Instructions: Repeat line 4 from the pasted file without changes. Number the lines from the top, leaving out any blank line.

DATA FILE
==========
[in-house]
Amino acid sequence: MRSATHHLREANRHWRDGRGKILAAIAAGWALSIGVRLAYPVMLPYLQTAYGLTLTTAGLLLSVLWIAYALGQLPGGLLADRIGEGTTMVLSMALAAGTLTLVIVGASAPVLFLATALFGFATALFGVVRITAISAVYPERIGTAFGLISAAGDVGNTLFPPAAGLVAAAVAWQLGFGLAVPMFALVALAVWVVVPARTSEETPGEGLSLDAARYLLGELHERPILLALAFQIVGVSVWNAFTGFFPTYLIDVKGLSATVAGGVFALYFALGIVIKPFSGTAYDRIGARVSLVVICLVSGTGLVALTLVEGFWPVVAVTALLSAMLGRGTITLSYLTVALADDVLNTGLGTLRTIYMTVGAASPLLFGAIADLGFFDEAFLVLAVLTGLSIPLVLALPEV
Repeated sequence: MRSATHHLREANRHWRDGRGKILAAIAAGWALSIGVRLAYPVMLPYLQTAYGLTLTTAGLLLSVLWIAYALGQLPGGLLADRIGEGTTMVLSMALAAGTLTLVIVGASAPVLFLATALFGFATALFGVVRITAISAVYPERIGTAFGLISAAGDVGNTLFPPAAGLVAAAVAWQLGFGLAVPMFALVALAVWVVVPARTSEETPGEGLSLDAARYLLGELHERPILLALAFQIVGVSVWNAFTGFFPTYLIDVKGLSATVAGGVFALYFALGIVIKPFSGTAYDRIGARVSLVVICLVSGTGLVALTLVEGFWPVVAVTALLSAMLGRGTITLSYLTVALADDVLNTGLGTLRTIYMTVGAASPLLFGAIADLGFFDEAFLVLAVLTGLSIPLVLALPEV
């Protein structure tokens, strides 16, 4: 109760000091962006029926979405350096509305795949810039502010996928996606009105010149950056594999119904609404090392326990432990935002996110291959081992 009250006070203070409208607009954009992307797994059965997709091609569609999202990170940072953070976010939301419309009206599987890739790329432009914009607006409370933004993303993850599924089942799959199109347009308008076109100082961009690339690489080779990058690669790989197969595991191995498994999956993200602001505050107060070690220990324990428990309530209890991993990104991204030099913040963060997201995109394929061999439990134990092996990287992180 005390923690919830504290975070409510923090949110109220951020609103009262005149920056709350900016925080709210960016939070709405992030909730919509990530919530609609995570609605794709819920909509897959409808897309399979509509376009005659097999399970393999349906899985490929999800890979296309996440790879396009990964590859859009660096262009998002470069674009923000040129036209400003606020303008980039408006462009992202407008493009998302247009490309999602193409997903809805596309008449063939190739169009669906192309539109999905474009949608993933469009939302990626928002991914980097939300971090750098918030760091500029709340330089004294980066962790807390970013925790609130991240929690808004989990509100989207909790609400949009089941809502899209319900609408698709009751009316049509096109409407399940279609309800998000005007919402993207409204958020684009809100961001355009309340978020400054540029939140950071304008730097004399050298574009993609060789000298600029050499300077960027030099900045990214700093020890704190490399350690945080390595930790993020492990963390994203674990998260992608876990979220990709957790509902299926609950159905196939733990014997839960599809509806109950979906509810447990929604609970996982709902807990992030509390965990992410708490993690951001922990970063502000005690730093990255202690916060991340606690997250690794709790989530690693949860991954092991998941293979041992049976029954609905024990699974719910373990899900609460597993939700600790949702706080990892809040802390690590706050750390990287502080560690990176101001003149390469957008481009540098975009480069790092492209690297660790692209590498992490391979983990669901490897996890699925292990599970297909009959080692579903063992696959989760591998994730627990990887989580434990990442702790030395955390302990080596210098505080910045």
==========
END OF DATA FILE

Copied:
């Protein structure tokens, strides 16, 4: 109760000091962006029926979405350096509305795949810039502010996928996606009105010149950056594999119904609404090392326990432990935002996110291959081992 009250006070203070409208607009954009992307797994059965997709091609569609999202990170940072953070976010939301419309009206599987890739790329432009914009607006409370933004993303993850599924089942799959199109347009308008076109100082961009690339690489080779990058690669790989197969595991191995498994999956993200602001505050107060070690220990324990428990309530209890991993990104991204030099913040963060997201995109394929061999439990134990092996990287992180 005390923690919830504290975070409510923090949110109220951020609103009262005149920056709350900016925080709210960016939070709405992030909730919509990530919530609609995570609605794709819920909509897959409808897309399979509509376009005659097999399970393999349906899985490929999800890979296309996440790879396009990964590859859009660096262009998002470069674009923000040129036209400003606020303008980039408006462009992202407008493009998302247009490309999602193409997903809805596309008449063939190739169009669906192309539109999905474009949608993933469009939302990626928002991914980097939300971090750098918030760091500029709340330089004294980066962790807390970013925790609130991240929690808004989990509100989207909790609400949009089941809502899209319900609408698709009751009316049509096109409407399940279609309800998000005007919402993207409204958020684009809100961001355009309340978020400054540029939140950071304008730097004399050298574009993609060789000298600029050499300077960027030099900045990214700093020890704190490399350690945080390595930790993020492990963390994203674990998260992608876990979220990709957790509902299926609950159905196939733990014997839960599809509806109950979906509810447990929604609970996982709902807990992030509390965990992410708490993690951001922990970063502000005690730093990255202690916060991340606690997250690794709790989530690693949860991954092991998941293979041992049976029954609905024990699974719910373990899900609460597993939700600790949702706080990892809040802390690590706050750390990287502080560690990176101001003149390469957008481009540098975009480069790092492209690297660790692209590498992490391979983990669901490897996890699925292990599970297909009959080692579903063992696959989760591998994730627990990887989580434990990442702790030395955390302990080596210098505080910045």